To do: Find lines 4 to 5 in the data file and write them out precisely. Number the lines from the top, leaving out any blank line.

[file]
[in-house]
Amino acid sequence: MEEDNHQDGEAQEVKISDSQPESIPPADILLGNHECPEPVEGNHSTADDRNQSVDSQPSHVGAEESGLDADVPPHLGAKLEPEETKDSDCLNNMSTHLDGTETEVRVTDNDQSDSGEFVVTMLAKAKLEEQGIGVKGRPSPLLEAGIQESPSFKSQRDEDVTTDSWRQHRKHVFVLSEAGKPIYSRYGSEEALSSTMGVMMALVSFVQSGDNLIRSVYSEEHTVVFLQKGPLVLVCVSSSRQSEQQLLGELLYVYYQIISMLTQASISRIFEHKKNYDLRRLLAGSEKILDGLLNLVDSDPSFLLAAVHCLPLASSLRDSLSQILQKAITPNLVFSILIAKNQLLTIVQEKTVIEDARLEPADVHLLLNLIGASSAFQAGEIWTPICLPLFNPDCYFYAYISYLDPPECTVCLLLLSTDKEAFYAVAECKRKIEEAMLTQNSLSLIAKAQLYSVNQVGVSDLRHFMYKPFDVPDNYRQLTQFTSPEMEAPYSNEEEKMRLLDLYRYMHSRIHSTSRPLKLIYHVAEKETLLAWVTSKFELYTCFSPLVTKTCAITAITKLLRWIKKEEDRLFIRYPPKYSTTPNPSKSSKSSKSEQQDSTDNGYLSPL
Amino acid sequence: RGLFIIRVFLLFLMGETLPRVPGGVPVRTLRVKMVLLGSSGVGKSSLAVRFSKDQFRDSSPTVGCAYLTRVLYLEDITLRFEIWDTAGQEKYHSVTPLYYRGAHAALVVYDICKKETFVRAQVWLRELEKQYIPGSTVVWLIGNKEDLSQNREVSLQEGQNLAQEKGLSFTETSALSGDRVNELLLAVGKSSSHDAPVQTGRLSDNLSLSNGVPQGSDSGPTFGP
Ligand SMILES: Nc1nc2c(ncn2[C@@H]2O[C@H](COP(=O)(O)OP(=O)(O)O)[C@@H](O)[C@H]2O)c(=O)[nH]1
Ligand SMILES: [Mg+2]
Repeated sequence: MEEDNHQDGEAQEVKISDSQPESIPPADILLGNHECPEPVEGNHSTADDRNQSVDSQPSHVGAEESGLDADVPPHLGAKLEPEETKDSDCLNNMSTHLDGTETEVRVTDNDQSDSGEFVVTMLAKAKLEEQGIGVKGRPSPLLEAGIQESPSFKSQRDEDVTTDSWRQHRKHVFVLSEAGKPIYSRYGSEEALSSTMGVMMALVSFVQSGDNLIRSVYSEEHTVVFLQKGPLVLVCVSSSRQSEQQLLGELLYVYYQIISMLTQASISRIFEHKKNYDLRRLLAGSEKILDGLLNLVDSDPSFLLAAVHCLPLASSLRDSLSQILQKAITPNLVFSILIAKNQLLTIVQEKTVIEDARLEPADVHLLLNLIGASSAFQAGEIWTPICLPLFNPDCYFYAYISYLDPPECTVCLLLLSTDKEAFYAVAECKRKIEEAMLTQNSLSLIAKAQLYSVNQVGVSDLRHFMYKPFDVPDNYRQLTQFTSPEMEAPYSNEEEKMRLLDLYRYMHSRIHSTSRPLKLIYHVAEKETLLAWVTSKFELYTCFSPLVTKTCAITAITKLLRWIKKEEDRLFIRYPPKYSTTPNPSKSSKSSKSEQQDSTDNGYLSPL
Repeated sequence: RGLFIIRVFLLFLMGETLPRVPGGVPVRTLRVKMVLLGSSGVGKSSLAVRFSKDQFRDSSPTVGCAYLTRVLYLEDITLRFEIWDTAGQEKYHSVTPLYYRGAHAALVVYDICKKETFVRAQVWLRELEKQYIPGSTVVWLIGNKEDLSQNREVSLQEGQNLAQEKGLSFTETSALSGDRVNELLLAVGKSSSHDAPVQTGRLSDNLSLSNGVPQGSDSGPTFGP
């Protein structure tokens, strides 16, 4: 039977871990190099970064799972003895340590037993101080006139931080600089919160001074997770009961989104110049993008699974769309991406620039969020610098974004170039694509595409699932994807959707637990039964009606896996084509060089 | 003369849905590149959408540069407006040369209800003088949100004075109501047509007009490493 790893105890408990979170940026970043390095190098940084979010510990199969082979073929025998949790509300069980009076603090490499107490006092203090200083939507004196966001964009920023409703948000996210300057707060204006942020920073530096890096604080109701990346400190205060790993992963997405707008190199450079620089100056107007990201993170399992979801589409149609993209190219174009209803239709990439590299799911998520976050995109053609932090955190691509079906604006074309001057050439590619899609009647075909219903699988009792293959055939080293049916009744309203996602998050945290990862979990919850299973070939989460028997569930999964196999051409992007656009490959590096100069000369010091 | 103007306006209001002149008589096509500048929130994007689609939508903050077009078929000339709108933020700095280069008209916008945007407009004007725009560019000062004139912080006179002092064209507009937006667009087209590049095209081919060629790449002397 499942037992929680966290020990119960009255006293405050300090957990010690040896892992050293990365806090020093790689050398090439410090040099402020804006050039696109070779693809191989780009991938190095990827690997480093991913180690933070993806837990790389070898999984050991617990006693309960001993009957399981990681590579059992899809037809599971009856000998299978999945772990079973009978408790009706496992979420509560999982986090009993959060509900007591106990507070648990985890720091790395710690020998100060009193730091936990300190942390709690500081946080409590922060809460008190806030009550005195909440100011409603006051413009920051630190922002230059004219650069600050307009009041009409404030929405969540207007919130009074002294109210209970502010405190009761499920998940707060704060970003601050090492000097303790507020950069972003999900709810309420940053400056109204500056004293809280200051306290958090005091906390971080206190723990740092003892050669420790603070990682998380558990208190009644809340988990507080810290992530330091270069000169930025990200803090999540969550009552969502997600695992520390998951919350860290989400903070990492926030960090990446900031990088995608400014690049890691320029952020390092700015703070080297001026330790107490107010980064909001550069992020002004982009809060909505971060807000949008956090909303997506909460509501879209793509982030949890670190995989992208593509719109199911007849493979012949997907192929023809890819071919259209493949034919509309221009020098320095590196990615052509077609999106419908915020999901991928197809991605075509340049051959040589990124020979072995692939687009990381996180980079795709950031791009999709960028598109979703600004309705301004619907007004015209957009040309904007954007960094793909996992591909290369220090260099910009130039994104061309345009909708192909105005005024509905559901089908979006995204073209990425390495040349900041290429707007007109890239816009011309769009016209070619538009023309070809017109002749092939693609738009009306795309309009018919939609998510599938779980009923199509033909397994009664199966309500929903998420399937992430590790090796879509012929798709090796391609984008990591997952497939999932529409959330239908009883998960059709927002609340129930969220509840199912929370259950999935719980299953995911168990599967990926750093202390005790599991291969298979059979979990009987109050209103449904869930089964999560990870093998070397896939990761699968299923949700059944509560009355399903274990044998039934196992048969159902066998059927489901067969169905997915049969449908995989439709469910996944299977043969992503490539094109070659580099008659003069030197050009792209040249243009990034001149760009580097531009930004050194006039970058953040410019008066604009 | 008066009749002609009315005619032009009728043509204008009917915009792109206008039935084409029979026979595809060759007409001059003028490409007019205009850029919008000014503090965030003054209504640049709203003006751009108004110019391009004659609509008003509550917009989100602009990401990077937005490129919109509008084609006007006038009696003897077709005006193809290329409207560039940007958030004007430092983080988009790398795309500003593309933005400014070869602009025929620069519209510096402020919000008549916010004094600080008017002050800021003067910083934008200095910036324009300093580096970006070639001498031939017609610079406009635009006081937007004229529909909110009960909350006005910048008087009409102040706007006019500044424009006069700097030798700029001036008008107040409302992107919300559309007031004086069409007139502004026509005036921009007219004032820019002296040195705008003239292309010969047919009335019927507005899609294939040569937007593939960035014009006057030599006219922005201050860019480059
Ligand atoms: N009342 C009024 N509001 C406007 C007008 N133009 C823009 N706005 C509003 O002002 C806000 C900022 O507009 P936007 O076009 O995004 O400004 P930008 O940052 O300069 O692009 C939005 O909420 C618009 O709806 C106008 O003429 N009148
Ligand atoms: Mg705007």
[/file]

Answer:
Ligand SMILES: Nc1nc2c(ncn2[C@@H]2O[C@H](COP(=O)(O)OP(=O)(O)O)[C@@H](O)[C@H]2O)c(=O)[nH]1
Ligand SMILES: [Mg+2]